It’s important that the teams who build and support services pay close attention to the problems users are having. It’s easier for a service team to run through the transcripts of webchat sessions than to listen to hours of audio calls. It means service teams can look at the data themselves and do not have to wait for weekly or monthly management reporting. It can be quicker to understand service problems with webchat (as the page and previous user interactions are stored) than looking at issues dealt with by telephone.

Front-to-back service design

User support is a vital part of providing digital services. We need to look in more depth at how best to improve services based on their users’ needs for support. The biggest user benefits stem from making the service better, rather than just focusing on improving support.

Find out more

If you’re working on a government service using webchat, or thinking of implementing it, get in touch to find out more.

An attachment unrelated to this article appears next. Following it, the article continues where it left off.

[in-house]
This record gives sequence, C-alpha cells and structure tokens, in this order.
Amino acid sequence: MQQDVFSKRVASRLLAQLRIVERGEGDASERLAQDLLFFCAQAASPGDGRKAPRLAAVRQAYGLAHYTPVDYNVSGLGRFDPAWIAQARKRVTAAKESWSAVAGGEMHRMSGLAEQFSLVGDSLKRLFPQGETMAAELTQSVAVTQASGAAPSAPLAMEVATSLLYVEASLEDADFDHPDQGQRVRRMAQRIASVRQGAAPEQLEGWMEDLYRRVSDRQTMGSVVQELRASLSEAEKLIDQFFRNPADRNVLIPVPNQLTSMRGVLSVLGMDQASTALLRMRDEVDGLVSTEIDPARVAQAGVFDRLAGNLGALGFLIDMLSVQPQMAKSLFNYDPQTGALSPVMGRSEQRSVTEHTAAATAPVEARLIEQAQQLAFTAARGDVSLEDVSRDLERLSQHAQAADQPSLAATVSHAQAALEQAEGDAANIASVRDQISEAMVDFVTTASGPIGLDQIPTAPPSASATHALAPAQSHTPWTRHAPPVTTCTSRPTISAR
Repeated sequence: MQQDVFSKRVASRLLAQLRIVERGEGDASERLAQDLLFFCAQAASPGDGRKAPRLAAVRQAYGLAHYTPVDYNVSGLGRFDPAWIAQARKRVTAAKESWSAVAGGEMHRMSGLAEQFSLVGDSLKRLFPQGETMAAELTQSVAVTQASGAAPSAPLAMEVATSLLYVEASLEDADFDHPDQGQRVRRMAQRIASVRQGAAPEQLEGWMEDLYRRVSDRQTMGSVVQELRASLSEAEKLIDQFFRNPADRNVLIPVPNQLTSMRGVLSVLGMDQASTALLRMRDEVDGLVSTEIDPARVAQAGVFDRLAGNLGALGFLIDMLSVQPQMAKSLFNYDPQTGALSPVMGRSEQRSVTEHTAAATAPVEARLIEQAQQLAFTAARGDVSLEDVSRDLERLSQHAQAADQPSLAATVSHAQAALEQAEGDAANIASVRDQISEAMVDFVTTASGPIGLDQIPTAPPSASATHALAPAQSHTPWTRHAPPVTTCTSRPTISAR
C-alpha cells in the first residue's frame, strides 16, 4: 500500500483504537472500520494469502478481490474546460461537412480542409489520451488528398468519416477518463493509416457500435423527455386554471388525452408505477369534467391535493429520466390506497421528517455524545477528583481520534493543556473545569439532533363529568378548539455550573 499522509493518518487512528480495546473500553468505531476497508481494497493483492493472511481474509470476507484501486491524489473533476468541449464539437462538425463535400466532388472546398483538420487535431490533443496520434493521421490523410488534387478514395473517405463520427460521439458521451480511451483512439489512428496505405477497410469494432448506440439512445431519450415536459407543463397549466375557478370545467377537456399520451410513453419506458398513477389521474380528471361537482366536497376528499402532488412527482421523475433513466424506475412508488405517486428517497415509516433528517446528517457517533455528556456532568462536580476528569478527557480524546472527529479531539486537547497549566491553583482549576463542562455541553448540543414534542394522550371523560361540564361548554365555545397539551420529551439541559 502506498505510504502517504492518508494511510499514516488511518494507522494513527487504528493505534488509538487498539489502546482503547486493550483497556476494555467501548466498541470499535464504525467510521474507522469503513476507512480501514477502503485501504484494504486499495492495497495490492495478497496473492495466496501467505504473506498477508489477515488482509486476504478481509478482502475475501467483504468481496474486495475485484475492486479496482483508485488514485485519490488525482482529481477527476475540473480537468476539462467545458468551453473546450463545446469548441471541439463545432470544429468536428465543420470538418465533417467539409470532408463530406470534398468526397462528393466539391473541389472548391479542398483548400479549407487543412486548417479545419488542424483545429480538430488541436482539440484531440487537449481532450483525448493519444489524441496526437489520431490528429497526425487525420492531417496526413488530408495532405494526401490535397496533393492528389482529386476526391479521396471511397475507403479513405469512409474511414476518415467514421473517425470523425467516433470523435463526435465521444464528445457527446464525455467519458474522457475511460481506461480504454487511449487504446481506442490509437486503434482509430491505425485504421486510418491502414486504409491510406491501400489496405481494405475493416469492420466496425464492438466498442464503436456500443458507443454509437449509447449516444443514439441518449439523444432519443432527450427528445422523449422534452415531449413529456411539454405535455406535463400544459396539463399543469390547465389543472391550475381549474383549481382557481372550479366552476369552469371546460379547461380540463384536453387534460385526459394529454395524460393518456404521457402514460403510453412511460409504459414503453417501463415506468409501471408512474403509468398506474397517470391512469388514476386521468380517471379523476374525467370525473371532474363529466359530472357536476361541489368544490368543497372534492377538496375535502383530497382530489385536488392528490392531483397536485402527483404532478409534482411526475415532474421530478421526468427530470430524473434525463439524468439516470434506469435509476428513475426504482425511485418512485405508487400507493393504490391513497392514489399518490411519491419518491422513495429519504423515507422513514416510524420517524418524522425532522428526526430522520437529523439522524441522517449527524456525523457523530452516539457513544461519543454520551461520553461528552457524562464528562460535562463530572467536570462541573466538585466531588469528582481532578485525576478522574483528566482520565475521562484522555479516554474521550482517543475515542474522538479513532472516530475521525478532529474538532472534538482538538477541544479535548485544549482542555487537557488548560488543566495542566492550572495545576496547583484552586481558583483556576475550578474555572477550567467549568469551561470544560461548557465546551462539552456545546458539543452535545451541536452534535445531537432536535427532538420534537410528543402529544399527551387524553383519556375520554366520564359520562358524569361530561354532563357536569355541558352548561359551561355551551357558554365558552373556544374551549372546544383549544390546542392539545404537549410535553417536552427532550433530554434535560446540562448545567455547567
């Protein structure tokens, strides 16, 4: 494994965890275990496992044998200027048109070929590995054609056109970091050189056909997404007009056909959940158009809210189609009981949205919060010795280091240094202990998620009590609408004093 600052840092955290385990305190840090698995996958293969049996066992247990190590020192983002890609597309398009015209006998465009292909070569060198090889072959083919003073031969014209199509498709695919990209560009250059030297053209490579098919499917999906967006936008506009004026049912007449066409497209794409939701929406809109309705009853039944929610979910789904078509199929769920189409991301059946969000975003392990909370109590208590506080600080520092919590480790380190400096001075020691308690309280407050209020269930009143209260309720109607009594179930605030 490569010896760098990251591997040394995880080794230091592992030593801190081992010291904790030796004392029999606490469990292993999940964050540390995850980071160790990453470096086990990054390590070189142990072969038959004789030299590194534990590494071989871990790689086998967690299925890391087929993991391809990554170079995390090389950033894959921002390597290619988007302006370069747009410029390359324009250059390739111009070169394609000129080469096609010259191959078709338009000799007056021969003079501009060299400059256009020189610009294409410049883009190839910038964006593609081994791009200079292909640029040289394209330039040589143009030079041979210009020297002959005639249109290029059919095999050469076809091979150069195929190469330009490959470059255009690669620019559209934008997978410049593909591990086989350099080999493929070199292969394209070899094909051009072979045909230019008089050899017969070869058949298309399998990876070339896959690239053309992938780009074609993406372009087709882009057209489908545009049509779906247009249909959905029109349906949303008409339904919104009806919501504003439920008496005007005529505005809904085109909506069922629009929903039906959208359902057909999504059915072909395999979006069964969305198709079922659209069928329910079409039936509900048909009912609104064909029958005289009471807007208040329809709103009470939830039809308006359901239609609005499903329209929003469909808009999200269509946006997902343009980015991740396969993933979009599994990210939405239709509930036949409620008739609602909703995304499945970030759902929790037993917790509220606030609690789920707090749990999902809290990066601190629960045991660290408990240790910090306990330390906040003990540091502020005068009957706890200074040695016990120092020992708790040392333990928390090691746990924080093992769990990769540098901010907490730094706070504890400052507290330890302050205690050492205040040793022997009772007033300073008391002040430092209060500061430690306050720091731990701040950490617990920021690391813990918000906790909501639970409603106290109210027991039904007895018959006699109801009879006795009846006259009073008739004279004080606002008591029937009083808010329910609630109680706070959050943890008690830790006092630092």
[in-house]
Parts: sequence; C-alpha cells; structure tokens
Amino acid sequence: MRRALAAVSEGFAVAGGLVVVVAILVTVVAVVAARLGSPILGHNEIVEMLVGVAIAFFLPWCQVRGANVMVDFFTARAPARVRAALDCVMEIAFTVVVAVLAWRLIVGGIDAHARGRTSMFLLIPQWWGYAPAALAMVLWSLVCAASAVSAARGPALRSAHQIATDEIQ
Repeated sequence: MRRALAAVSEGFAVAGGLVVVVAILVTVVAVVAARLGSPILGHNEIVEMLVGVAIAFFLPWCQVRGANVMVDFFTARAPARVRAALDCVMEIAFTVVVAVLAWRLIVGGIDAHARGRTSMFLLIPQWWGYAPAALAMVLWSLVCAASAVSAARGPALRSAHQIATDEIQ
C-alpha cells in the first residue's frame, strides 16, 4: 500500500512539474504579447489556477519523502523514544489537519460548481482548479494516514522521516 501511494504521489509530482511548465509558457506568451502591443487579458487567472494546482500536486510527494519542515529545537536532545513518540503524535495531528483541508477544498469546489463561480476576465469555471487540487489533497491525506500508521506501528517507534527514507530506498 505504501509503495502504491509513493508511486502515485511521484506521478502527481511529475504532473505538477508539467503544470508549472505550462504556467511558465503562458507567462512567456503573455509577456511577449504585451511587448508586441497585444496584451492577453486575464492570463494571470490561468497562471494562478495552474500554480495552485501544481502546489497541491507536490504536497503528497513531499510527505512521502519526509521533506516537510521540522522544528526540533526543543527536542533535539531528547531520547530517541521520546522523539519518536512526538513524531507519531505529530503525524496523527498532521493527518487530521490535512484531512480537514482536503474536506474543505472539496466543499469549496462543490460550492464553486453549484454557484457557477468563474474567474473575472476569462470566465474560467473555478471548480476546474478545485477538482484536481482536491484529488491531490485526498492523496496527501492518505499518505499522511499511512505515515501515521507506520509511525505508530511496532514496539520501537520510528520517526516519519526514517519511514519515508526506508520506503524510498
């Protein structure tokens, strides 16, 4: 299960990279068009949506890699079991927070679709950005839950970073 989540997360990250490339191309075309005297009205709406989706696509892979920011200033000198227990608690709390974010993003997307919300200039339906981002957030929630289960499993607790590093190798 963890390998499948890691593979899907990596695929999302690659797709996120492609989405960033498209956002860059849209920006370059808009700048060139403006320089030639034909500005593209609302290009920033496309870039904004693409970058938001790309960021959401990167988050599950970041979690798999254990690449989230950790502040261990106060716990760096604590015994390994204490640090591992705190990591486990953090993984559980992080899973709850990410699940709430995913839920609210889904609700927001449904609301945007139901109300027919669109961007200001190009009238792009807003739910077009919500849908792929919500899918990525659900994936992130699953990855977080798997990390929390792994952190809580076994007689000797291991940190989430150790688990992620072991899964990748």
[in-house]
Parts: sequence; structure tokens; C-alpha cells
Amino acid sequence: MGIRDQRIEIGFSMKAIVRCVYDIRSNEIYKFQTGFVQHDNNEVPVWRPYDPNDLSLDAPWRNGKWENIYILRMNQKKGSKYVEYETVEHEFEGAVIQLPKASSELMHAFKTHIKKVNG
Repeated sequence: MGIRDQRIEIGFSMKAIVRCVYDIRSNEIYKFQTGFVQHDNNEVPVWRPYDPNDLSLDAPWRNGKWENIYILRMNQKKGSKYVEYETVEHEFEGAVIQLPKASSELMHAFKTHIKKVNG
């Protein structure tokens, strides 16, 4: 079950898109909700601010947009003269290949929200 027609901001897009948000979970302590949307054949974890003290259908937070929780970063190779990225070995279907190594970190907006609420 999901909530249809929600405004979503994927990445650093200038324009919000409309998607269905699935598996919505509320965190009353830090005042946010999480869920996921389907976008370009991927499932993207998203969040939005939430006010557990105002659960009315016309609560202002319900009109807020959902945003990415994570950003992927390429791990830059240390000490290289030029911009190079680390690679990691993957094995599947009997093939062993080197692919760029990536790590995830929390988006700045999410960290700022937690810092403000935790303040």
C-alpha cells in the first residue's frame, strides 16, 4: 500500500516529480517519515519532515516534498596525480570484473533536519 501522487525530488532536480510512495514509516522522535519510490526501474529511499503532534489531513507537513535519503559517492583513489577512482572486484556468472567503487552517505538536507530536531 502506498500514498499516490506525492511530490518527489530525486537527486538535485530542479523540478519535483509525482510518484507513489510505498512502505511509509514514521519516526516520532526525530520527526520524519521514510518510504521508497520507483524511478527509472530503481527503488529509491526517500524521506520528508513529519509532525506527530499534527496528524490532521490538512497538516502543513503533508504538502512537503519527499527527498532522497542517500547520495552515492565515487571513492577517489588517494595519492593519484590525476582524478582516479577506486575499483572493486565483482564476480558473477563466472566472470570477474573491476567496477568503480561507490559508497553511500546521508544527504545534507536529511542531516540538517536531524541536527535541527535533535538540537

We’ll also be blogging more on the Government as a Platform blog about our webchat alpha over the next few weeks.

Follow Chris on Twitter and don’t forget to sign up for email alerts.

Sharing and comments

Share this page


  1. Comment by laurie posted on

    web chat is great for people with specific disabilities, such as hard of hearing or deaf, but many of the systems available don't seem to work well with screen readers or large type on screen. More needs to be done around accessibility for all.

  2. Comment by John posted on

    As an end user of web chat on various sites, I find a valuable feature of web chat is the ability to keep a record of the conversation. Good services make this easy.

  3. Comment by Lyndon posted on

    As I am deaf myself, I have always look for web chat on service providers' or Govt websites as it will make life bit easier for me to communicate. I occasionally use them - imagine how many deaf or hard of hearing people could benefit from it. (1 in 7 people have a hearing loss in the UK). Please be optimistic and positive to have Web chat included! Thanks.

  4. Comment by Peter Flynn posted on

    #1 It must work on *all* platforms. No exceptions, no excuses.

  5. Comment by Julie Pierce posted on

    But we need to be aware of this sort of tech, as we do (expect to) get more in the way of bots to address these sorts of needs.